In recent years, fish-crib makers have gotten very creative and used a variety of materials. Most popular of the new wave of materials are things normally destined for the junk pile or landfill. Today it’s not unusual to see fish cribs made of stacked wooden pallets, plastic, or PVC. They feature clever designs, and I’ve seen some of them underwater in lakes that I frequent. But the truth is that they don’t seem to fare well. While they may be lighter, easier, and cheaper to make, their main drawback is that they lack the size and complexity to prove attractive to fish. The best ones take up the most space and most effectively mimic trees, sunken timber, and other natural elements.

When artificial cribs made of PVC pipe first appeared, it was widely believed that they would be less effective because fish would refuse to be silhouetted against a white background.  Although I also originally believed this, I've reversed my position.  What we've discovered in further studying this is that color doesn't seem to be the significant factor we once thought it was.  In fact, there's evidence that suggests that PVC pipe color plays no role in fish preference whatsoever.  Instead, the combination of vertical height and complexity determine whether any structure, natural or artificial, will be attractive to fish.

An example of a poorly constructed fish attractant.  Notice the lack of complexity and the large open spaces that provide shade, but nothing in the way of cover. @Eric Engbretson Photo


Fish Cribs as Fish Habitat

Let’s get one thing straight. Fish cribs are definitely not fish habitat. They’re artificial constructions designed to concentrate unusually large numbers of fish in a very small area so fishermen can catch them. Fish cribs do not normally provide the elements fish need for spawning or nesting. At their best, fish cribs merely impersonate fish habitat. In fact, in lakes with an abundance of excellent fish habitat, even the best- made and best-placed cribs will go ignored by fish in favor of superior natural structure. In sum, fish cribs work best in lakes where there is little or no natural structure for fish to use.

Traits of Effective Cribs

·They reside in relatively shallow water (10 to 15 feet)

·They receive ample sunlight and they support algae and other organic growth

·They are in water that is shallow enough to let submergent plants grow nearby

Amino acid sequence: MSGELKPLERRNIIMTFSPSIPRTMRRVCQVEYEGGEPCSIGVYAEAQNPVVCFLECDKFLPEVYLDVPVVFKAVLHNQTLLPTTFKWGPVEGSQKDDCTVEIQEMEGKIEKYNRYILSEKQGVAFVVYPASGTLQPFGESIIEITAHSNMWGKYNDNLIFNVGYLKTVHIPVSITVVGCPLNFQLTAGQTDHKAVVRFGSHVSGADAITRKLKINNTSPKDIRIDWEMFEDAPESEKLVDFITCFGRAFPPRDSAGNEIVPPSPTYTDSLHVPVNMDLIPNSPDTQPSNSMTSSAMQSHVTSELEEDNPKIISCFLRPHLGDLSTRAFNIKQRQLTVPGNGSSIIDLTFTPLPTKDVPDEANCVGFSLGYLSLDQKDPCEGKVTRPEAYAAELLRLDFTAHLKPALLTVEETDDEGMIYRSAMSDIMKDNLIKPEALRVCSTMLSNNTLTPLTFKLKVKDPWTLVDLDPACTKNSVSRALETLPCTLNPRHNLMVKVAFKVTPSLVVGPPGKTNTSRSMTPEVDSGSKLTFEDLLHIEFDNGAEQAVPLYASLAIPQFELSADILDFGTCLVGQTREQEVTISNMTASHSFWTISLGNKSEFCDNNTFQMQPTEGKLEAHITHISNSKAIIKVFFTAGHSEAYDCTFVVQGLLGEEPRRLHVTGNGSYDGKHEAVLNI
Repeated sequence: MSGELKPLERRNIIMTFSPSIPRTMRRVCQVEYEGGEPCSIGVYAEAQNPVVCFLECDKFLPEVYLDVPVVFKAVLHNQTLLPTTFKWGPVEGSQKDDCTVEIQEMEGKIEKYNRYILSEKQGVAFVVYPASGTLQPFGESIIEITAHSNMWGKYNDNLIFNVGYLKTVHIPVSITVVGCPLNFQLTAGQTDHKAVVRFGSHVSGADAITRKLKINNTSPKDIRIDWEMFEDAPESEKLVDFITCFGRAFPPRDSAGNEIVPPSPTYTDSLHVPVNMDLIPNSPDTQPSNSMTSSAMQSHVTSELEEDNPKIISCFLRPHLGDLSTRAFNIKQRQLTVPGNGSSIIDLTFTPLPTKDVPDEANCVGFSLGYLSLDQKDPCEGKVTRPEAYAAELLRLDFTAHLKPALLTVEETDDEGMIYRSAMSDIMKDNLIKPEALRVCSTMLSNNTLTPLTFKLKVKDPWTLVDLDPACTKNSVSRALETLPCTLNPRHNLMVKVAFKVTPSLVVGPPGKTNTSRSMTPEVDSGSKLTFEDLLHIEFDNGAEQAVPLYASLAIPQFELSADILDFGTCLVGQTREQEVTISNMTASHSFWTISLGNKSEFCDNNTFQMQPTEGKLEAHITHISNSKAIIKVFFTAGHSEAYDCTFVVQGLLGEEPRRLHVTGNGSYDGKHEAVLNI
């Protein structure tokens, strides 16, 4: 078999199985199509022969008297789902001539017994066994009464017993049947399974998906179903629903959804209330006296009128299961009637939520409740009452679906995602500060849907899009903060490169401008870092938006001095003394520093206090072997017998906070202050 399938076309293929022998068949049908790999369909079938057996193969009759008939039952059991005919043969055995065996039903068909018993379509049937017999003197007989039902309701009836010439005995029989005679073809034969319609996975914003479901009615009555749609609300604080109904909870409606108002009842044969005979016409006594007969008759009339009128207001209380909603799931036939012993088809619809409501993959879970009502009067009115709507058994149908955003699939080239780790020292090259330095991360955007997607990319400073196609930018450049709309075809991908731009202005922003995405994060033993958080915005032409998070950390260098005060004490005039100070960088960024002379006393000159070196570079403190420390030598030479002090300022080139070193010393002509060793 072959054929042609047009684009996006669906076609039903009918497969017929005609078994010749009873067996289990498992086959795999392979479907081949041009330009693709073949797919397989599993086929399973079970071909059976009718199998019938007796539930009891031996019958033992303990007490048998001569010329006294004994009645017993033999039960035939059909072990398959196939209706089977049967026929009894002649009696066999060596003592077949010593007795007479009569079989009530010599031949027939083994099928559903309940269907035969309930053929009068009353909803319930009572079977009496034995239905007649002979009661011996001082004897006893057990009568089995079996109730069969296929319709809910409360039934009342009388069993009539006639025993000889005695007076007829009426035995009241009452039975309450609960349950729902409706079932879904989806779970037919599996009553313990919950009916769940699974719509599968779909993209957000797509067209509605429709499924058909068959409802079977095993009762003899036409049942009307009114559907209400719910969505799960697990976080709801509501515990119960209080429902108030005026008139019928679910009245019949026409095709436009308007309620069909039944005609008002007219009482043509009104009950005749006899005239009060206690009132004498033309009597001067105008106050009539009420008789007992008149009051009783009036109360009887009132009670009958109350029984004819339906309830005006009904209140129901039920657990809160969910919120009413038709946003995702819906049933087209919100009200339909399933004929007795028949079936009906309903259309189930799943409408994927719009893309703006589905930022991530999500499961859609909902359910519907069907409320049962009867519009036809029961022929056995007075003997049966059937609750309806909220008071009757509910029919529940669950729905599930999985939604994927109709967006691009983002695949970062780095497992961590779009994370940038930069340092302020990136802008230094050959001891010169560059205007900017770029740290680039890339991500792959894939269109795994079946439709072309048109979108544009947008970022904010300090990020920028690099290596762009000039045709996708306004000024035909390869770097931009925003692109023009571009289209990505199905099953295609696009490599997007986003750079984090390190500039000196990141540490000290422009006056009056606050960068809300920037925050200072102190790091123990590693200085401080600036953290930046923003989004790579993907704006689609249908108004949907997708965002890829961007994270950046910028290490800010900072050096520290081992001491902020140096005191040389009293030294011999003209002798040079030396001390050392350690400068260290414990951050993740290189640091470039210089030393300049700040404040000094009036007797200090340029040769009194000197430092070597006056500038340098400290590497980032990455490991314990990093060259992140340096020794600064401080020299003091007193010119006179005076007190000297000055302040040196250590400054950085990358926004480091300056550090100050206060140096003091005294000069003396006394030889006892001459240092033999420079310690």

·They sit on a hard bottom

·They are at least four feet high

·They have a space at the base that lets fish swim under the crib

·They are thickly packed in the center with various sizes of brush and branches

·They have long and complex branches on all faces extending away from the crib

·They have a complex design

·They are placed together with other cribs

·They are in lakes that contain little or no natural structure

Traits of Ineffective Cribs

·They sit in water that’s too deep (or too shallow if the water’s too warm for fish)

·They sit too deep to receive ample sunlight and support organic growth

·They are in water too deep for plants to grow nearby

·They sit on a mucky bottom

·They are less than four feet high

·They have no space at the base where fish can swim under the crib

·They contain Christmas trees or have little or no brush packed into their center

·They have a design of limited complexity

·They are placed alone

·They are in lakes with abundant natural habitat and structure


As with any set of guidelines and suggestions, there are always exceptions. My observations and conclusions come from years of scuba diving in the northern lakes of the upper Midwest. While complexity of design is universally important, in other parts of the country, many of my suggestions on placement may ignore local conditions and require adaptation. For example, in large southern reservoirs, water temperatures can soar into the 80s and force fish to spawn and live in far deeper water, where lower and more comfortable temperatures prevail. In very clear lakes, sunlight may penetrate 30 feet or more, and plants can grow at greater depths than in other locales. In lakes like these, specific local conditions must be taken into account. Because of such variables, it’s important to have a good understanding of your lake’s ecology and other characteristics. Understanding the specific dynamics of any given lake will help immeasurably when you decide on the best locations for a crib.